Rat Puanrak, 40, graduated with an electronic engineering degree from Ragamangala University of Technology in Nonthaburi. However, he made a career switch to the tourism industry before becoming a professional freelance photographer. He then began studying the art of puppetry and eventually founded the Phuket Marionette.
Here, he talks about how the art of puppetry can help children develop into well-rounded adults, as well as the importance of preserving the art for Phuket and for society as a whole.
PHUKET: When I think about puppets, I think about bringing something to life. It is a toy, but it comes alive when the puppeteer uses his or her imagination to fill it up, whether they make it walk, talk or just move around.
One of the main reasons I like puppetry is because everyone can do it. We can use this art as a way to express our thoughts and feelings to the audience, and the audience will be able to fully understand exactly what it is we are trying to convey. It allows us to connect with people.
Because I love this form of art, I want to share my experience and knowledge, including the cultural history, with children – our future. This desire led me to found Phuket Marionette.
I think that schools today focus too much on academia and do not give enough importance to art. It is essential to balance our lives. Learning the arts and how to control or channel our emotions through them helps create a well-rounded person.
Introducing puppetry to children gives them a way to express themselves, their emotions, their imaginations and their thoughts. It benefits them in the long term by sharpening their minds and teaching them how to focus and concentrate on something. It also teaches them about teamwork.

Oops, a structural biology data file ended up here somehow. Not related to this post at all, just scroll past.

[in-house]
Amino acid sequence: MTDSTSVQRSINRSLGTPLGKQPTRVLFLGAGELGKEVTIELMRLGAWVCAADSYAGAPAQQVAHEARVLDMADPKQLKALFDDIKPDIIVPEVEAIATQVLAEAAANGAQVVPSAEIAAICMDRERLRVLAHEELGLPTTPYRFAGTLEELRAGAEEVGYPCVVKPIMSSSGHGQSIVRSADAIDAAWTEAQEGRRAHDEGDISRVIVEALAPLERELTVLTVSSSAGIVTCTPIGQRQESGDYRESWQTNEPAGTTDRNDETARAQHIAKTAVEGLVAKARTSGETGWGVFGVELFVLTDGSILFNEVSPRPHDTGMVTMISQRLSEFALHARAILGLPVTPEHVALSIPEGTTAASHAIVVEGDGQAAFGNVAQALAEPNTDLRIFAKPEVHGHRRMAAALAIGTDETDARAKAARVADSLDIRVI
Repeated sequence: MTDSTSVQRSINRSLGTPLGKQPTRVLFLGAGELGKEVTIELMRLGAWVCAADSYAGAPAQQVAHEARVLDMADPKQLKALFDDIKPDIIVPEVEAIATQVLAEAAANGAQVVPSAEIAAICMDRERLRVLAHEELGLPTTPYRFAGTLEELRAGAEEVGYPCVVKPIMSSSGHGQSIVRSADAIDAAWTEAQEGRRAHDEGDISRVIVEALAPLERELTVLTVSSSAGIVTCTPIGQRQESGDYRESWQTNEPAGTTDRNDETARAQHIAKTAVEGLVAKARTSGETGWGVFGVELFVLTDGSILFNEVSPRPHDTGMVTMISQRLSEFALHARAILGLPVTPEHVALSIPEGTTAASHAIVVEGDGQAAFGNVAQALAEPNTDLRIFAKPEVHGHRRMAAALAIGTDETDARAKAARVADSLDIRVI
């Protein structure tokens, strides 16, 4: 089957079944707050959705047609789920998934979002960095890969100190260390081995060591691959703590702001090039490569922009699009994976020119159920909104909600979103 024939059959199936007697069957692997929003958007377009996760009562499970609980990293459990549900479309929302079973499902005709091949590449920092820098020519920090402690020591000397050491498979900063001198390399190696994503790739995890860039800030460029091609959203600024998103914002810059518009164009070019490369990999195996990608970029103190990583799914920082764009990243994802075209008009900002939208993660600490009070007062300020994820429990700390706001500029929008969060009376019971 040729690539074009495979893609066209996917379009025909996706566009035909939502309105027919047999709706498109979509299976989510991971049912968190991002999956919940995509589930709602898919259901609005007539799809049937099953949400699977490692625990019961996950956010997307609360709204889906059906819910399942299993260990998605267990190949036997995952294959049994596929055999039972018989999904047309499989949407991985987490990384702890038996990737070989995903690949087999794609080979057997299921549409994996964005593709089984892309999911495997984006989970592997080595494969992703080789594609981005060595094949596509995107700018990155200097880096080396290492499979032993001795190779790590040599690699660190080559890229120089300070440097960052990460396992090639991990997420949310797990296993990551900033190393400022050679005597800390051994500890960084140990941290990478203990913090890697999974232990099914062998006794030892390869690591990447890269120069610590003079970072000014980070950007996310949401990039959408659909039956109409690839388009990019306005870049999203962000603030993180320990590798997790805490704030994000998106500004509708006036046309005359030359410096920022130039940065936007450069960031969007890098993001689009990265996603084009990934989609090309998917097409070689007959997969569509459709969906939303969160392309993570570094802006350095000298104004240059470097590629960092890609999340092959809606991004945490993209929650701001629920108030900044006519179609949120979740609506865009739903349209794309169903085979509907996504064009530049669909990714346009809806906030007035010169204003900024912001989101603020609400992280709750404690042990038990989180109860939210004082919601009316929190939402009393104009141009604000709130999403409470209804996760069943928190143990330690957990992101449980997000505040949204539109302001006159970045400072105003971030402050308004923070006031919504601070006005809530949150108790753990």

The art of puppetry is precious and has value in and of itself. Puppetry is about expressing and expanding our thoughts, along with giving joy and smiles to others. I would like to think that we, puppeteers, are a media that influences good thoughts and happiness in our audiences.
I started giving the unique art form my full attention in 2011. I was struggling to learn about and research puppetry, because most artists are quite possessive of their knowledge. Eventually, I became close with the Sema Thai Marionette Foundation in Bangkok.
At first, they were hesitant to share their knowledge, like so many others. After a while, they realized that we were on the same page – we wanted to preserve the Thai marionette. It’s a part of Thailand’s cultural identity and a part of our heritage that we should never forget.
After training, learning and researching for two years, I founded the Phuket Marionette in 2013.
In Phuket, it is the ka-lae marionette which I am trying to preserve. This art of puppetry dates back to the early days of the island, when Phuket was focused on tin mining.
The ka-lae marionette is one of Thailand’s oldest marionettes. It originated in China, and came to Phuket when the first group of Chinese migrants settled here. It was mainly performed during the mid-autumn festival, also known as the moon festival, as a ritual.
Because it is such a deeply-rooted belief that the art should be passed down only through bloodlines, there is always a chance that the ka-lae marionette could cease to exist in the future for our children and their children to see and appreciate.
Because of this, I have made a great effort to preserve this art. I was granted the rare chance to learn everything about the ka-lae, from creating the puppet to performing with it.
This art will not die with me; my goal is to preserve and pass on my knowledge to those of the next generation. More than preserving it and passing on the knowledge and traditions, Phuket Marionette has also made an effort to publicize ka-lae to everyone, not just children.
If you take the time to look into it closely, you will see how much can really be gained from the unique art of puppetry.